Release the Document

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The ethics investigation into Newt Gingrich — covered by Mother Jones for two years now — could be nearing a conclusion. On Friday, December 13, Newt reportedly received a document from the ethics subcommittee. He has refused to release that document to the public. At the heart of the investigation is a series of contradictory letters that Gingrich wrote to the House Ethics Committee regarding his televised college course and its ties to GOPAC and the Progress & Freedom Foundation. If there are ties between Gingrich’s college course and his two partisan organizations, this would not only be ethically dubious, but could also prove to be a violation of tax law.This conflict has been at the core of Mother Jones‘ investigation since our July/August 1995 issue.

The memos that are receiving the most attention include an October 1994 letter in which Gingrich admits that GOPAC and the Progress & Freedom Foundation have paid for course preparation, and a December 1994 letter in which Gingrich claimed that GOPAC did not fund his course. This week Gingrich blamed his attorney, Jan Baran, for allowing the disclosure of the erroneous statements to the panel. Baran resigned from the case, and insisted in a statement that everything he had filed with the Ethics Committee had been approved by Gingrich. Gingrich later rehired Baran to represent him in a lesser capacity — thus making it nearly impossible for Baran to be called to testify against the speaker.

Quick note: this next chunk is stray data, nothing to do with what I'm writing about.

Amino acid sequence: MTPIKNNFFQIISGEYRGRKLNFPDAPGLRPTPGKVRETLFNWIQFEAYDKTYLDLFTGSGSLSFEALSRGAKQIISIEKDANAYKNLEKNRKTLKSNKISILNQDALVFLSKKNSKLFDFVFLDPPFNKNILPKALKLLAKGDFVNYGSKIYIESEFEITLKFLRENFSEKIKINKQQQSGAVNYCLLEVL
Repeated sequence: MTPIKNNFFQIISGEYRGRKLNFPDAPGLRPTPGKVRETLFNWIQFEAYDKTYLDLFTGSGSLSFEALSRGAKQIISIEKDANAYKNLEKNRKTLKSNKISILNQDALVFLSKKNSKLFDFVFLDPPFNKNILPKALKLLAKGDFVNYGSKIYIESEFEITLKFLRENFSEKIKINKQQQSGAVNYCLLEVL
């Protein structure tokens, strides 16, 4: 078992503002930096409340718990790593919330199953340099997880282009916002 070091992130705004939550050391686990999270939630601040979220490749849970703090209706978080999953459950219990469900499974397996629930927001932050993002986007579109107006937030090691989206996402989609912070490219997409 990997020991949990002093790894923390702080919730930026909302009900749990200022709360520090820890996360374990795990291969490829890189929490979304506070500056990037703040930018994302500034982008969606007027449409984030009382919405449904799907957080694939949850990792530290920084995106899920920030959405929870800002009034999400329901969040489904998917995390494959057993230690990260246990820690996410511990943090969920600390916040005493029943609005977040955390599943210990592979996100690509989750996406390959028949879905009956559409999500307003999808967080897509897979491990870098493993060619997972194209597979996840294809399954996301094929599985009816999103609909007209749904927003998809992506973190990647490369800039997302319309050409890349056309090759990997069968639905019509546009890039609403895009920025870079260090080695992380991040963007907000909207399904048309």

Will Gingrich finally get his comeuppance? As Mother Jones reported in its January/February 1997 issue, Newt’s troops appear to be abandoning him. A few days after the election, Chris Shays (R-Conn.), Mark Souder (R-Ind.), and Marge Roukema (R-N.J.) declared they wouldn’t vote to re-elect Newt speaker until the Ethics Committee charges were settled; Steve Largent (R-Okla.) urged the speaker to resign until the ethics charges were resolved; and Peter King (R-N.Y.) said Newt should step aside for someone new. King claims that as many as 20 other Republicans wanted a new speaker. Newt quickly quieted this dissent. Shays, Souder, King, and Roukema quickly backtracked, and the Republicans voted to make Gingrich the House leader for another term. But since this new information broke, King and Shays have spoken up again, renewing calls for Gingrich to give the Republican party and Congress a thorough explanation of the matter before asking them to officially vote him in as speaker on January 7. “Misleading the Congress or submitting false information is very, very serious,” King told the New York Times. The investigation is clearly making Newt’s peers nervous. Meanwhile, the public will remain in the dark until the results of the ethics investigation are made public.


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It sure feels that way to me, and here at Mother Jones, we’ve been thinking a lot about what journalism needs to do differently, and how we can have the biggest impact.

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It's unlike anything we've done, and we have seed funding to get started, but we're looking to raise $500,000 from readers by July when we'll be making key budgeting decisions—and the more resources we have by then, the deeper we can dig. If our plan sounds good to you, please help kickstart it with a tax-deductible donation today.

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Clara Jeffery, Editor-in-Chief

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